srcsetattribute determines which image source is best suited to the user’s screen resolution. If only a single resolution is necessary, the
srcattribute will function as expected.
In terms of selecting a source element, this markup leverages all the strengths of media queries — the syntax created for this very purpose — to handle the “art direction” use case that Jason Grigsby has illustrated so eloquently.
However, as has been detailed at length on the WHATWG mailing list and elsewhere,
device-pixel-ratio media queries are poorly suited towards these decisions. As an author, using vendor-prefixed
min-device-pixel-ratio media queries in the example above would involve a massive amount of text and twice as many
source elements. This could get unwieldy for authors very quickly, a concern voiced numerous times in these ongoing discussions. Further, implementation of MQ-based resolution switching is far more difficult on the UA side: a very real concern.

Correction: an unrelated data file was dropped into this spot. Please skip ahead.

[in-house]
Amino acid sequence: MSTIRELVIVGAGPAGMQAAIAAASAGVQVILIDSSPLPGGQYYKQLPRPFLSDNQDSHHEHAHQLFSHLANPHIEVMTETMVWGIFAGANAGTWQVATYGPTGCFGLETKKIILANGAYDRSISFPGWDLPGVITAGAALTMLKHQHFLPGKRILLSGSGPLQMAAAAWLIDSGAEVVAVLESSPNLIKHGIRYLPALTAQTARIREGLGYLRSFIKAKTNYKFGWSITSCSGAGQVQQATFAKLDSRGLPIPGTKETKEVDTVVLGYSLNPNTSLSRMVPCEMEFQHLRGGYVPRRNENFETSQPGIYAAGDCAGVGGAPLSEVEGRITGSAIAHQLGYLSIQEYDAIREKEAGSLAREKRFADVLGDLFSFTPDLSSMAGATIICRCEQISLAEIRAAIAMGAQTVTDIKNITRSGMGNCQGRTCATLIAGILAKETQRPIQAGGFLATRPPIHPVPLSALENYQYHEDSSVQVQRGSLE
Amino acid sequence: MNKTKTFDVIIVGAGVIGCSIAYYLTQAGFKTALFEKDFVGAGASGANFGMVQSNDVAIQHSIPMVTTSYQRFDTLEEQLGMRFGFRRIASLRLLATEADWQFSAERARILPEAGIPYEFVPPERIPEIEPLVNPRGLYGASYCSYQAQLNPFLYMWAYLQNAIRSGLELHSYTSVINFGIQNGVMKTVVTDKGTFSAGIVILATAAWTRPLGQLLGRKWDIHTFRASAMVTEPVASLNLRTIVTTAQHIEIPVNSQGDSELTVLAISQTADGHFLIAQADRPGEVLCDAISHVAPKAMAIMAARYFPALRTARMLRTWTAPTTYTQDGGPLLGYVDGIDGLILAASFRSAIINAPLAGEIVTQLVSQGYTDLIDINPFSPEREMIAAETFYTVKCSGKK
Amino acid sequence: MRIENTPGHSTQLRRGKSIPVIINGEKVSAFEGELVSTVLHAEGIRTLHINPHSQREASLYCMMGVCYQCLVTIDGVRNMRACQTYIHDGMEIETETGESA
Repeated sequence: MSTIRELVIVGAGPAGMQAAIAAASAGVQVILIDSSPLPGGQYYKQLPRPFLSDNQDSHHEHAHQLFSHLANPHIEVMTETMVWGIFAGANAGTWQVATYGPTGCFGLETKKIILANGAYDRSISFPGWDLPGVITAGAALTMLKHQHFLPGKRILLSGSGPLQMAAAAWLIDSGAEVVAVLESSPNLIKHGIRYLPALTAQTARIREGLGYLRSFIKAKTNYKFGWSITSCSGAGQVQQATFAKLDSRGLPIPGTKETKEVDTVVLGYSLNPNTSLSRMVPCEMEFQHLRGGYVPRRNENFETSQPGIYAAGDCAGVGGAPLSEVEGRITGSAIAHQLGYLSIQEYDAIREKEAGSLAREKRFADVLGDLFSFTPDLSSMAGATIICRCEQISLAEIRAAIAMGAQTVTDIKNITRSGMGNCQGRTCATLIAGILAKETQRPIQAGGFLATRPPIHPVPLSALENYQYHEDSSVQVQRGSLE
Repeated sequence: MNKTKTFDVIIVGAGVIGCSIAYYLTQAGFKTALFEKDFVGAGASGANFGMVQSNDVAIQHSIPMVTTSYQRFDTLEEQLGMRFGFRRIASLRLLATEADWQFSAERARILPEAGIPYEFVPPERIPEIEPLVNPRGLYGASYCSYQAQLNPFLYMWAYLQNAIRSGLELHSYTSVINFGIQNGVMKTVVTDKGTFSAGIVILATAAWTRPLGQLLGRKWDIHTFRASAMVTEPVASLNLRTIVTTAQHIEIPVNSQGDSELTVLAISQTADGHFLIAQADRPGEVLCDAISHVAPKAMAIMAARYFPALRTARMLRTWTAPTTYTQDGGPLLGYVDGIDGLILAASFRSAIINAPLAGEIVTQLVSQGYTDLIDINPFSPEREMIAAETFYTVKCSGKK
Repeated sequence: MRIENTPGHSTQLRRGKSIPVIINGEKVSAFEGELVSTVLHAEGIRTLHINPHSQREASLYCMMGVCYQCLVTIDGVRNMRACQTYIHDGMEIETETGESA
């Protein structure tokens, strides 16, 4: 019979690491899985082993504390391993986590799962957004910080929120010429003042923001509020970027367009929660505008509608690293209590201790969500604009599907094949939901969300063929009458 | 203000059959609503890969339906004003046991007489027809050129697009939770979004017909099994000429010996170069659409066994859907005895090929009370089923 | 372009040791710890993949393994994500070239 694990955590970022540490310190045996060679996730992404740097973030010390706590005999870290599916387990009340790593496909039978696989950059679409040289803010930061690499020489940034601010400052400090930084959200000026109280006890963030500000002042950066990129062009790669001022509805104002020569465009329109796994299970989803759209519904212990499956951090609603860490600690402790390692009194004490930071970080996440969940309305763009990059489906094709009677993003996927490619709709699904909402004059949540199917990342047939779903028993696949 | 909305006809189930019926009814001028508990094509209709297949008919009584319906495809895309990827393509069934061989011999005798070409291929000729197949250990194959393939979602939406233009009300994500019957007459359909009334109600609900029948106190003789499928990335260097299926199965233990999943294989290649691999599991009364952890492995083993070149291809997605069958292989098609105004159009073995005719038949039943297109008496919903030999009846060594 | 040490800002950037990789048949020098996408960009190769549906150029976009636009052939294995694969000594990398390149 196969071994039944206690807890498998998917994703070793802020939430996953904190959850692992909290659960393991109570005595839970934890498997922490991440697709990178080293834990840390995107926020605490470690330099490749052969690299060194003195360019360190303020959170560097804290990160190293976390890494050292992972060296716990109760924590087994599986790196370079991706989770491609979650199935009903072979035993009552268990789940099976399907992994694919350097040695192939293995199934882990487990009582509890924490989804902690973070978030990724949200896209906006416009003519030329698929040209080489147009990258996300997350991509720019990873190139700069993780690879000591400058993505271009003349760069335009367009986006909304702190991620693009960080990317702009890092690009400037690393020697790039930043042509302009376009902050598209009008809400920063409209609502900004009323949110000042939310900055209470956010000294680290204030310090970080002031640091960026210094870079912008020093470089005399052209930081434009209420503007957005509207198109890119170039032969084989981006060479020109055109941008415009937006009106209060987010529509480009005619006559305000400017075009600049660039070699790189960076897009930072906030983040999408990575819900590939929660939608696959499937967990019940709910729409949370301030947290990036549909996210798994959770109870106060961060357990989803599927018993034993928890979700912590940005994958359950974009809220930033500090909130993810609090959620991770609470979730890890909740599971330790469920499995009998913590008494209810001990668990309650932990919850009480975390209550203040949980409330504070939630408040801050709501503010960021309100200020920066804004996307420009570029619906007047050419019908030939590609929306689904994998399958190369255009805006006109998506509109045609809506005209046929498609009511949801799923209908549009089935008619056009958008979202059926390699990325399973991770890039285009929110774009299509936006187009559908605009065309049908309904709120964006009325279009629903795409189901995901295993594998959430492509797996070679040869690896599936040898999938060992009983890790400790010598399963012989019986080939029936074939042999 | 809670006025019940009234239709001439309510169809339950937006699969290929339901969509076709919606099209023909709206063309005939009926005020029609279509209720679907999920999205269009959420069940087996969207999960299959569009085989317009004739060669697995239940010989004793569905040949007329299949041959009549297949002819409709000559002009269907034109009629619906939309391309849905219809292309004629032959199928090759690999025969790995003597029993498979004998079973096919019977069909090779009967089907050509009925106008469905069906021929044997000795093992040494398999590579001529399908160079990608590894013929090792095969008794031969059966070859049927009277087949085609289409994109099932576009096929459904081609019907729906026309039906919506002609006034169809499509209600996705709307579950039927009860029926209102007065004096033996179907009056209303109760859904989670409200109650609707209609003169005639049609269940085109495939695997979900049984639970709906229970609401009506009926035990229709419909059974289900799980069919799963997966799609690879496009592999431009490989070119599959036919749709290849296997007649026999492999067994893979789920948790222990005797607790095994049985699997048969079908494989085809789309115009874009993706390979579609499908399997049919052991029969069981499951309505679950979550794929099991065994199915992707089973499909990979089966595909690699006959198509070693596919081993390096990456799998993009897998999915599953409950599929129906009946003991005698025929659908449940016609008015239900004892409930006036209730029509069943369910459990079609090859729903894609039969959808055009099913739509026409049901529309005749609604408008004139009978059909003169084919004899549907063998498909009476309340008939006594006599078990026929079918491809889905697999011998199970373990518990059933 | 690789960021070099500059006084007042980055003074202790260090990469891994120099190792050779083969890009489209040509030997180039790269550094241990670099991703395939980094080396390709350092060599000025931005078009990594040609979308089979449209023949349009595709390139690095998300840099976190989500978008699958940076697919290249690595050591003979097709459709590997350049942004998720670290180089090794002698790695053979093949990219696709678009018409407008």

Once we’ve used media queries to determine the most appropriate
srcset’s originally intended usage becomes absolutely ideal for our purposes: simply determining the appropriate image source for a user’s resolution.
It’s worth noting that this example is, in fact, the most convoluted this element can ever be. This pattern in no way precludes the use of
srcset on an
img tag for simply preforming resolution switching, nor does it preclude the use of
picture as originally proposed, with
source elements rather than
The dark cloud hanging over all these discussions is the concept of “bandwidth detection.” We cannot reliably make assumptions about bandwidth based on client capabilities — a MacBook Pro with a Retina display may be tethered to a 3G phone; a high-resolution mobile device is as likely to be connected to WiFi as it is an EDGE connection.